The molecular mechanism by which cMyBP-C exerts its effect on actomyosin force power generating system remains largely undefined. With its low ratio relative to myosin and it being located in distinct regions of the thick filament, we will determine in this Project how cMyBP-C's modulates actomyosin's power generation by either interacting with a limited population of crossbridges or whether it cooperatively affects all crossbridges within the thick filament. This project serves as a physiological bridge between the animal (Project #3, Robbins), whole heart (Core B, Kass) and fiber (Core B, Palmer, Maughan) studies.
In Aim #1, we will use state-of-the-art single molecule biophysical techniques (e.g. laser trap assay) to probe the effect that cMyBP-C exerts on actomyosin function along the length a single native thick filament isolated from transgenic mice designed in Project #3 (Robbins) and produced in Core C (Robbins).
In Aim #2, we will use expressed N-terminal fragments of cMyBP-C produced in Core C (Robbins) to probe the binding affinity of these fragments for actin and/or myosin. Thus, these data and that obtained in Project #1 (Craig), Project #3 (Robbins) and Core B (Palmer) will help define cMyBP-C's specific binding partners (i.e. myosin and/or actin) and thus its physiological site of action. In combination with motility and laser trap assays, we will determine if the N-terminus of CMyBP-C limits myosin's attachment rate to actin or if it directly affects myosin's inherent molecular mechanics and kinetics. Finally, in Aim #3 we will characterize how phosphorylation regulates cMyBP-C action. Using transgenic mouse models (Core C, Robbins) expressing cMyBP C mutants having alanine or aspartic acid substitutions for one or more of the three phosphorylatable serines, we will determine the functional importance of phosphorylation and the hierarchical importance of each site using native thick filaments containing mutant cMyBP-C as well as N-terminal fragments having the same mutations. Once the molecular mechanism of cMyBP-C is defined, the potential for novel therapeutics or clinical intervention may be possible in cases of heart failure associated with genetic mutations in cMyBP-C.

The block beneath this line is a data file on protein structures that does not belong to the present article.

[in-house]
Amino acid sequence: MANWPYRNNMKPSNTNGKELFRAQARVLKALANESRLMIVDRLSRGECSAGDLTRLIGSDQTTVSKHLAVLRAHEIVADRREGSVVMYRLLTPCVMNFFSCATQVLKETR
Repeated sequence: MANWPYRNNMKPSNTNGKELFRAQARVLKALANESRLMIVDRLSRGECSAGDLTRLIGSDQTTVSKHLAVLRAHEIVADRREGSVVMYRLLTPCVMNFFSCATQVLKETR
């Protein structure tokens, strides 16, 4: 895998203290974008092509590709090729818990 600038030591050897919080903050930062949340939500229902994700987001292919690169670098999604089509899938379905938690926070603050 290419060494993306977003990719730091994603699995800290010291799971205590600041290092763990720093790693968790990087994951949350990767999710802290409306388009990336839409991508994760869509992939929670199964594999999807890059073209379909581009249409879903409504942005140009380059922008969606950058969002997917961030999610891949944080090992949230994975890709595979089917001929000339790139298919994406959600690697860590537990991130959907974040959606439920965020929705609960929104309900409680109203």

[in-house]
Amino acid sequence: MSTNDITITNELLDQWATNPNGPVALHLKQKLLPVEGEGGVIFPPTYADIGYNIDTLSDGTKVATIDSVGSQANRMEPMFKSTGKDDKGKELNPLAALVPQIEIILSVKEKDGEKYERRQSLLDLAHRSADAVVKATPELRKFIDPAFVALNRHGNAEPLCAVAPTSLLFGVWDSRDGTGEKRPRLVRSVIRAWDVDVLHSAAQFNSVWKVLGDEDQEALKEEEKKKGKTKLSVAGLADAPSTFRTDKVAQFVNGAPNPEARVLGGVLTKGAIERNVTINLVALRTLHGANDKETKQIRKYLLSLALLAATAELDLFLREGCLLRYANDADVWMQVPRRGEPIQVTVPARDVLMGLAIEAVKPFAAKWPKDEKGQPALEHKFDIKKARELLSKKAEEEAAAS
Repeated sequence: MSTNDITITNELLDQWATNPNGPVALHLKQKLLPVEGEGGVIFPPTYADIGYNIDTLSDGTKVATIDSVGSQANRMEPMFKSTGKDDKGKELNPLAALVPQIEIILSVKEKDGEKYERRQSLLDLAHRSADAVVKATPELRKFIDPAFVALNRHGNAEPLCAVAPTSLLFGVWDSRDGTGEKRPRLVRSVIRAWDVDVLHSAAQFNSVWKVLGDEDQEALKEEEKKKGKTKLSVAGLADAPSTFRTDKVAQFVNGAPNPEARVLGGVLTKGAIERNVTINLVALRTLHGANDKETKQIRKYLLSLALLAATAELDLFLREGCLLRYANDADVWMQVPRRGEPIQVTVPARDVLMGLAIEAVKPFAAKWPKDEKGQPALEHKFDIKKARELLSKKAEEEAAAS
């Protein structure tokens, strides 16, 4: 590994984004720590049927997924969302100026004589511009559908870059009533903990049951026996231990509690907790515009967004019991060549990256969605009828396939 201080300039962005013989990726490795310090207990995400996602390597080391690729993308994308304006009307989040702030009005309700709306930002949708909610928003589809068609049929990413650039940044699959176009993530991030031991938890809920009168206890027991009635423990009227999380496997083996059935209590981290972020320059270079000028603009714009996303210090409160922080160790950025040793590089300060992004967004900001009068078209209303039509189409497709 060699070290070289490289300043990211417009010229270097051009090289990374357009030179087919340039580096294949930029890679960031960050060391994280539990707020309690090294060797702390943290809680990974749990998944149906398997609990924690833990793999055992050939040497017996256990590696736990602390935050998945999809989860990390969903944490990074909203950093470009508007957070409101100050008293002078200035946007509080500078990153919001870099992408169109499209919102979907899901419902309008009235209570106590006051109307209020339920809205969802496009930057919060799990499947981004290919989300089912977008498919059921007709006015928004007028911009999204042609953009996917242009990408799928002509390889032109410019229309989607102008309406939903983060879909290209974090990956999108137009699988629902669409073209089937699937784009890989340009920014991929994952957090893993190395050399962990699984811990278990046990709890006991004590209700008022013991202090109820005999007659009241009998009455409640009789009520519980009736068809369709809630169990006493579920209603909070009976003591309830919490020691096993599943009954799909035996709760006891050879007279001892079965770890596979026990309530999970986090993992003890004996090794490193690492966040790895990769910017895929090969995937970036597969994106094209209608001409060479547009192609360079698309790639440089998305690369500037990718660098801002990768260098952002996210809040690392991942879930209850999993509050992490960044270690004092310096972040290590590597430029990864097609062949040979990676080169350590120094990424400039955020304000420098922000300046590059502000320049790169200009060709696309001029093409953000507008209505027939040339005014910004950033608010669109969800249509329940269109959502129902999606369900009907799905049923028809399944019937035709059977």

Public Health Relevance

cMyBP-C is critical to normal cardiac performance. Using single molecule biophysical techniques to characterize the molecular mechanism of cMyBP-C function, the results may provide the potential for novel therapies in cases of heart failure associated with genetic mutations in cMyBP-C.

National Institute of Health (NIH)
National Heart, Lung, and Blood Institute (NHLBI)
Research Program Projects (P01)
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Heart, Lung, and Blood Initial Review Group (HLBP)
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University of Vermont & St Agric College
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